10 questions: Jennifer Norton

Photo by Shawn McPherson.

1) What the fuck is going on?
Well, as we choke on the ubiquity of war, pollution, crumbling social structures and global malaise I am preparing a solo show. How dandy!

Here is the more polite, less misanthropic answer. I am finishing a master of fine arts program at The University of Guelph, then will immediately embark upon a seven-month road trip that ends in the Yukon where my partner and I have an artist residency.

2) How has your experience as a circus performer influenced the performative elements of your multimedia artwork?
I worked as a stilt walker, clown and face painter in a Toronto-based circus and as performer in an outdoor theater troupe. I toddled where other performers strode, but being in that environment with so much extraordinary talent literally tumbling around me was influential to me. Circus performers are inherently aware of and directly address the construct of the spectacle. They invoke the burlesque and grotesque, the whimsical and horrific, creating a synergy of opposing feelings that I hope to employ in my work. Also, I am not afraid of making incredibly goofy work – as long as goofy is done right. Clowns have always amazed me with their ability to emote a complex range of sentiment and meaning through a simple gesture. They provide a seemingly safe conduit to approach risqué or contentious themes.

3) What does “performance” mean to you?
It is difficult to draw distinctive lines as to what is or isn’t a performance. I think that a performance is a reciprocal experience, in that the awareness of an audience adds to or affects a performer’s decision making.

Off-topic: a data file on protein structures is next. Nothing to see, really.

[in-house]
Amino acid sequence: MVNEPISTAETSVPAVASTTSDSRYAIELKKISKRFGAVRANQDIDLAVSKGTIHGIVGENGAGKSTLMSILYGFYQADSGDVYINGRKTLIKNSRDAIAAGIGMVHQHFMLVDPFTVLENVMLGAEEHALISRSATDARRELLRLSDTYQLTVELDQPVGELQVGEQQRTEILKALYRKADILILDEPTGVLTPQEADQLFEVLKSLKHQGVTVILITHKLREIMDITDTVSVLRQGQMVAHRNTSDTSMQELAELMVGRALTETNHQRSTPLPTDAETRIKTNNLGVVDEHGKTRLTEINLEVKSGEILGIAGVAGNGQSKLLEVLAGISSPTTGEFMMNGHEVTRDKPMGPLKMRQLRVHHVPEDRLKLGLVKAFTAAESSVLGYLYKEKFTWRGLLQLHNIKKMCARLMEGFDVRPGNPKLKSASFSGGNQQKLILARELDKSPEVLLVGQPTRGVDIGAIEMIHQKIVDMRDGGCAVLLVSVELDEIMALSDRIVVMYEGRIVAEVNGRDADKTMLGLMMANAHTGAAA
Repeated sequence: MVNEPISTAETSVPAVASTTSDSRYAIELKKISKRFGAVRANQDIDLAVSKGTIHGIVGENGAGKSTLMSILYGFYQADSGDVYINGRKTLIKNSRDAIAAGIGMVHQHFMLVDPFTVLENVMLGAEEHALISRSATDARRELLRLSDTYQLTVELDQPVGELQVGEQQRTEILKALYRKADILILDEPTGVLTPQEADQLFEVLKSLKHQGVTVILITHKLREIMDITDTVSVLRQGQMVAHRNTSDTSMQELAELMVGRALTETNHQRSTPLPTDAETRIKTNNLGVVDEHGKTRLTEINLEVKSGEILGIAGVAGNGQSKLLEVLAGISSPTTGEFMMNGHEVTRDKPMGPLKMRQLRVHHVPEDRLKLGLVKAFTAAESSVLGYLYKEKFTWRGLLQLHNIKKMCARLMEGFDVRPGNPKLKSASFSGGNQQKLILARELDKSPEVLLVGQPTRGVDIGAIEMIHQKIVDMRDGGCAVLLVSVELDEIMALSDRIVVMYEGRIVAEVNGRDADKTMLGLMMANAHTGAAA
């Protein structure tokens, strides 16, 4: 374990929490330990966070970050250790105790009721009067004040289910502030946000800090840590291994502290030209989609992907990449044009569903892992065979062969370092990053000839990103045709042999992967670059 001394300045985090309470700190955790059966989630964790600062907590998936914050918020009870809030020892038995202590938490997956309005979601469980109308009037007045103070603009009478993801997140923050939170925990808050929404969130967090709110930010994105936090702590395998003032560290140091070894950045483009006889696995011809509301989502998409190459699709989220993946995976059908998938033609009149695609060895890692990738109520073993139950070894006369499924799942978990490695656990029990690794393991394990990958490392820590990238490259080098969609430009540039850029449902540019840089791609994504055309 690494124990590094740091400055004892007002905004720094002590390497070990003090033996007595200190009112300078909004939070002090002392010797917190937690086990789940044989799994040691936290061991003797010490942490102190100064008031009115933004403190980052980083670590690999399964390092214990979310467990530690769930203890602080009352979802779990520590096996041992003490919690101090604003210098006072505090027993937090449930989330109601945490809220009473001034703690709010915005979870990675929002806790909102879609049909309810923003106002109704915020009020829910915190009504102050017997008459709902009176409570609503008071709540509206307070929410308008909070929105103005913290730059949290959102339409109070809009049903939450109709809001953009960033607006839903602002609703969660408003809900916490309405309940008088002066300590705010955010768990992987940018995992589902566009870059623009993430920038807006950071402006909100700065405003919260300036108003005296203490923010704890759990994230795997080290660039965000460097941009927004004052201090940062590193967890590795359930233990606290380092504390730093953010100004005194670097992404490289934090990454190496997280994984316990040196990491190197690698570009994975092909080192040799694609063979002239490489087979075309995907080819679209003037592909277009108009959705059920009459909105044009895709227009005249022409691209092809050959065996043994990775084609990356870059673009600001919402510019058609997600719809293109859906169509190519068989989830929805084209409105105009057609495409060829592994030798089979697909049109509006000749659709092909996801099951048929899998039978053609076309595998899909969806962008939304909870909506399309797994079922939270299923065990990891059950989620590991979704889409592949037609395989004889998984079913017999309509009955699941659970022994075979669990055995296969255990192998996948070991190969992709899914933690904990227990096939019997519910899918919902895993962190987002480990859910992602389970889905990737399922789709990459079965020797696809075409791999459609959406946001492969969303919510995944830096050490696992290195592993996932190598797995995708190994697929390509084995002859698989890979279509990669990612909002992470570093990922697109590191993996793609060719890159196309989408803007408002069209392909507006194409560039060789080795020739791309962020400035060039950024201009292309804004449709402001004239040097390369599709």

Technology augments the potential for diverse performance and performance venues; performance doesn’t necessarily require the performer to be physically present with or ‘live’. The consideration of the audience I speak of does not disappear along with the physical presence of the performer – in fact one must consider their potential audience in an unprecedented manner.

For instance the Surveillance Camera Players, originally based in New York, perform for an audience that is comprised of security guards and employees of public and private spaces by means of security cameras.

A kid on YouTube performs for hordes of individual viewers, and they can respond with their own DIY performative video for the world to see and so on. Each performance is affected by the last, and the anticipation of what’s to come. It is a wonderful moment when the roles of performer and audience are blurred.

4) Is the movement element of a kinetic sculpture a kind of performance?
Yes it can be, but for me the real performance occurs in the behavioral and interactive elements of the sculpture, in the experience between object and viewer. I mean, the disk drive of a computer moves, but I don’t really think of it as a performance, it is a function. Movement is a step towards animating an object, I suppose, but movement is more meaningful when it is emphasized by an experiential element brought into the equation by an audience, or viewer.

An example of this is a cartoonishly menacing six feet tall bear I made that would hug viewers who sat in its lap. Its heated stomach would then vibrate and the bear released the viewer when they moved to stand up. Without the participants action the bear was more or less a big furry chair. It was the active role of the viewer that created something interesting for others to watch, whether the viewer was cautious or unabashed, self-conscious or hammy.